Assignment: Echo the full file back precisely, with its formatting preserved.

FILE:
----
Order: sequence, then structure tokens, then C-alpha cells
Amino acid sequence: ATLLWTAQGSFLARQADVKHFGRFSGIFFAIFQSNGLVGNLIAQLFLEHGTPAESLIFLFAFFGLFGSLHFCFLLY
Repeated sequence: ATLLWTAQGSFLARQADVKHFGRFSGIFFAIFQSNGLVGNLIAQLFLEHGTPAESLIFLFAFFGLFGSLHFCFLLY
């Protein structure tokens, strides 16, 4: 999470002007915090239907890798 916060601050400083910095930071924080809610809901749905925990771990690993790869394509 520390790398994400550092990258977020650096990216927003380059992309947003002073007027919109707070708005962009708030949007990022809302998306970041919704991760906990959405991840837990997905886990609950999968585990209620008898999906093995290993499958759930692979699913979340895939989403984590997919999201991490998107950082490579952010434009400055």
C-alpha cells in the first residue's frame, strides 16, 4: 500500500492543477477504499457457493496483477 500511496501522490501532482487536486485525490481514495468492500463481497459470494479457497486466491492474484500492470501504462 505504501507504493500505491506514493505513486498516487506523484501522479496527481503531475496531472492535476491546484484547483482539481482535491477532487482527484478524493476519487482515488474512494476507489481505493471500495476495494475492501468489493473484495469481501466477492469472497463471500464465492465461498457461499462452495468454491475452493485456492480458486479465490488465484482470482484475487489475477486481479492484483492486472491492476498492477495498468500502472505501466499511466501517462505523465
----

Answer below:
Order: sequence, then structure tokens, then C-alpha cells
Amino acid sequence: ATLLWTAQGSFLARQADVKHFGRFSGIFFAIFQSNGLVGNLIAQLFLEHGTPAESLIFLFAFFGLFGSLHFCFLLY
Repeated sequence: ATLLWTAQGSFLARQADVKHFGRFSGIFFAIFQSNGLVGNLIAQLFLEHGTPAESLIFLFAFFGLFGSLHFCFLLY
């Protein structure tokens, strides 16, 4: 999470002007915090239907890798 916060601050400083910095930071924080809610809901749905925990771990690993790869394509 520390790398994400550092990258977020650096990216927003380059992309947003002073007027919109707070708005962009708030949007990022809302998306970041919704991760906990959405991840837990997905886990609950999968585990209620008898999906093995290993499958759930692979699913979340895939989403984590997919999201991490998107950082490579952010434009400055």
C-alpha cells in the first residue's frame, strides 16, 4: 500500500492543477477504499457457493496483477 500511496501522490501532482487536486485525490481514495468492500463481497459470494479457497486466491492474484500492470501504462 505504501507504493500505491506514493505513486498516487506523484501522479496527481503531475496531472492535476491546484484547483482539481482535491477532487482527484478524493476519487482515488474512494476507489481505493471500495476495494475492501468489493473484495469481501466477492469472497463471500464465492465461498457461499462452495468454491475452493485456492480458486479465490488465484482470482484475487489475477486481479492484483492486472491492476498492477495498468500502472505501466499511466501517462505523465